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EGYPT and Mubarak trial

Wednesday, August 3, 2011

Laaska News  August 3,2011

50 injured in clashes between pro and anti Mubarakists

At least 50 people have been injured in clashes between supporters and opponents of Egypt’s ousted President Hosni Mubarak in Cairo, a Health Care Ministry official reports.

The belligerent parties were throwing bottles and stones at each other near a police station where Mubarak and his sons Alaa and Gamal faced trail charged of corruption and jobbery.

The three swore on Quran that they’re not guilty.

VOR.

Mubarak’s supporters, opponents rally outside Cairo’s Police Academy as his trial begins

Supporters of former Egyptian President Hosni Mubarak attend a rally outside the Police Academy in Egypt’s capital city of Cairo, Aug. 3, 2011. Former Egyptian President Hosni Mubarak’s trial started Wednesday in Cairo’s Police Academy. (Xinhua/Cai Yang)

Hosni Mubarak appears before court

The former Egyptian President Hosni Mubarak, accused of savage treatment of demonstrators and corruption, has appeared before court at Cairo’s Police Academy. The former President was brought to Cairo from a Sharm-ash-Sheikh hospital where he stayed under arrest over the last four months. The gravely ill 83 year-old Mubarak was wheeled into a holding cell in the courtroom. The former Interior Minister Habib El-Adli, his six aides and the former President’s sons Gamal and Alaa are also in the dock. Egyptian television is covering the trial live. Mubarak was at the helm in Egypt for almost 30 years and stepped down on February 11th in the wake of popular unrest.

Mubarak trial

Egyptian former president Hosni Mubarak lies on a stretcher as he listens to the opening proceedings in a holding cell in the court room in the police academy on the outskirt of the capital Cairo where he faces murder charges. Photo: AFP PHOTO/DSK 

Vesnovskaya Maria
The trial of ousted Egyptian president Hosni Mubarak has got under way in Cairo. Over the entire period of his stay in the country’s capital city, the ex-head of state will be accompanied by the military and medical workers. Earlier, Mubarak’s lawyers said his health was deteriorating. Voice of Russia’s Maria Vesnovskaya has the details.

Hosni Mubarak had to end his 30-year-long reign in Egypt following a revolution that occurred earlier in the year. He is accused of illegally acquiring wealth whilst in power and slaughtering civilians during anti-government demonstrations. Therefore, his sentence must be as harsh as possible, says one of prosecuting attorneys Khaled Abou Bakr.

“We will join the general prosecutor to request the maximum  sentence, the death sentence, because I don’t believe Mubarak’s blood is worth more than any other Egyptian’s blood.”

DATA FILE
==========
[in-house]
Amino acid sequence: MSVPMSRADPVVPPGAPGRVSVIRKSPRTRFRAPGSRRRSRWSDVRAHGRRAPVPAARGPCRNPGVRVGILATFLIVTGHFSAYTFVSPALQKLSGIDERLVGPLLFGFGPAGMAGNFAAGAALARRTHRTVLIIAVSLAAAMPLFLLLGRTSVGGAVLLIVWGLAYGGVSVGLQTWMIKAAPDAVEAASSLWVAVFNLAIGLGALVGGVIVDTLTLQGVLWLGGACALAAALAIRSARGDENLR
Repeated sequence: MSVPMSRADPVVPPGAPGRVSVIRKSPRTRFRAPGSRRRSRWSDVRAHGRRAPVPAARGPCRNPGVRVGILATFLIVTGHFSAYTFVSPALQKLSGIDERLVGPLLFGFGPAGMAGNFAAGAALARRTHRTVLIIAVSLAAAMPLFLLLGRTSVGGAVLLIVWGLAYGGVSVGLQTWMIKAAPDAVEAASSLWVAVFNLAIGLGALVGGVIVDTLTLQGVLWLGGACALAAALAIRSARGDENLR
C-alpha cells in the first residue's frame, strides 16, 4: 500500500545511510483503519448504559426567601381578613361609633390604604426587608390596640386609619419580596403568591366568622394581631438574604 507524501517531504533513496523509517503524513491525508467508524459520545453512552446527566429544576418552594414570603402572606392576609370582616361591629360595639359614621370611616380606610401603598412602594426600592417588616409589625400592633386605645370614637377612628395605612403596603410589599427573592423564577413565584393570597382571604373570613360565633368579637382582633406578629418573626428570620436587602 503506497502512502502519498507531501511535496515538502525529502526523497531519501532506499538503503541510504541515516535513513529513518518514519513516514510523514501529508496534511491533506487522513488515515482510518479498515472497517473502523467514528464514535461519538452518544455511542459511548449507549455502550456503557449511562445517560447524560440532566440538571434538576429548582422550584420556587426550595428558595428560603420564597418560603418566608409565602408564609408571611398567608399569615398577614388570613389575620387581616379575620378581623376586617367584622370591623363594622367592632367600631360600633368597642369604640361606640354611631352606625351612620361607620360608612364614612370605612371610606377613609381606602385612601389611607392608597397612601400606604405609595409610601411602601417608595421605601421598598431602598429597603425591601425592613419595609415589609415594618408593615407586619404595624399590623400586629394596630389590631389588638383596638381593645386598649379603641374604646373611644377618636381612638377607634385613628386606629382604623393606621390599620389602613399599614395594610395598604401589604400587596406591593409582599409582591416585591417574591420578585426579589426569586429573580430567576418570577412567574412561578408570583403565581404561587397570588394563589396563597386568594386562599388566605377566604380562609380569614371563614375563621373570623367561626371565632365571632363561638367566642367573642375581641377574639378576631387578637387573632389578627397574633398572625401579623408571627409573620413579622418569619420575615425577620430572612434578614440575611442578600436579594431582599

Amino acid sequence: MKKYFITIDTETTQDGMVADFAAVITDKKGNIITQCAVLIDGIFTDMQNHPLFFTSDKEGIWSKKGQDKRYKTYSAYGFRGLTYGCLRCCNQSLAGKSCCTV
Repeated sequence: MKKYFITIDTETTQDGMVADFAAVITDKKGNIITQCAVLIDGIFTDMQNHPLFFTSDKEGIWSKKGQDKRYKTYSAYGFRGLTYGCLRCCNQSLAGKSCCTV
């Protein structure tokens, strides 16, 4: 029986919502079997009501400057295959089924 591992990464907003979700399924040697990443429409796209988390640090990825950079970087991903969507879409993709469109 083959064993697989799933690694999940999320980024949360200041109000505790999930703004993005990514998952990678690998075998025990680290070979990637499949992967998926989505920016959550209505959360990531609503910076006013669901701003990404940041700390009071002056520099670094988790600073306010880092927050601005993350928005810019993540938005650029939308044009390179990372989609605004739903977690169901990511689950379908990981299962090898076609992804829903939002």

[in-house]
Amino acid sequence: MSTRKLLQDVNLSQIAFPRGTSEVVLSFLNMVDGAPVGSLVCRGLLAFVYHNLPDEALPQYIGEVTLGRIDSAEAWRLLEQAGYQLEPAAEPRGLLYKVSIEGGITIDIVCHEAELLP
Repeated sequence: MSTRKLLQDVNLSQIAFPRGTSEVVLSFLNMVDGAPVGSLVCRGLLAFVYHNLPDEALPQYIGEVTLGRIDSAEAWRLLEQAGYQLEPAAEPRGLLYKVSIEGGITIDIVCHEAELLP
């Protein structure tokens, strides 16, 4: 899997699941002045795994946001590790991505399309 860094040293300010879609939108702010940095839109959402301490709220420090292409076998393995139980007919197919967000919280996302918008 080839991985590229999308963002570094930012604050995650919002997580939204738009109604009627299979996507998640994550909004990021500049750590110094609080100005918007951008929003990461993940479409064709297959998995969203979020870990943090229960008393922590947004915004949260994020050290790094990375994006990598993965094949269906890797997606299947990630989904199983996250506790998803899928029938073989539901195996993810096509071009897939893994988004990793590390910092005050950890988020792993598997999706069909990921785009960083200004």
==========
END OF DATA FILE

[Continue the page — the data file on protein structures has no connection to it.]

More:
Mubarak’s defense team was joined by 50 lawyers selected out of 800 volunteers, even though the lecture hall of the Cairo Police Academy that will serve as a courtroom cannot seat so many people.

The trial will be broadcast live on state TV, since the people of Egypt have a right to follow the legitimacy of all procedures, political analyst General Talaat Ahmad Musallam said in an interview with the Voice of Russia.

“I think the decision to publicly try Mubarak was mainly brought about by the demands of people who still do not believe that hearings of this case will take place after all. This will be the first even public trial in Egypt. Naturally, it may have a negative impact on the court’s impartiality and affect the accuracy of its judgment,” Talaat Ahmad Musallam warns.

Facing trial along with the ex-president will be his sons Ala’a and Gamal, former Egyptian Interior minister Habib al-Adly and his six assistants. All of them are also charged with corruption and massacre. The whole world is going to attentively follow the trial, especially those Arab countries which suffered similar revolutions this year, Arab history expert Vadim Sementsov believes.

“The world has chosen in favor of democratic development, with an increasing number of people realizing the need to travel along this path rather than to obey dictators, no matter how convincing their arguments. This process will be essential for both the Arab world and many non-democratic countries, appearing as sort of a warning for dictators holding on to power through crimes,” Vadim Sementsov emphasized.

Earlier this year, a number of Arab countries lived through revolutions, part of which ended with the resignation of incumbent leaders. In Tunisia, the government resigned office; Yemeni President Ali Abdullah Saleh said he wouldn’t run for a second term and Syria is still suffering from clashes between the marchers and government forces.

VOR.

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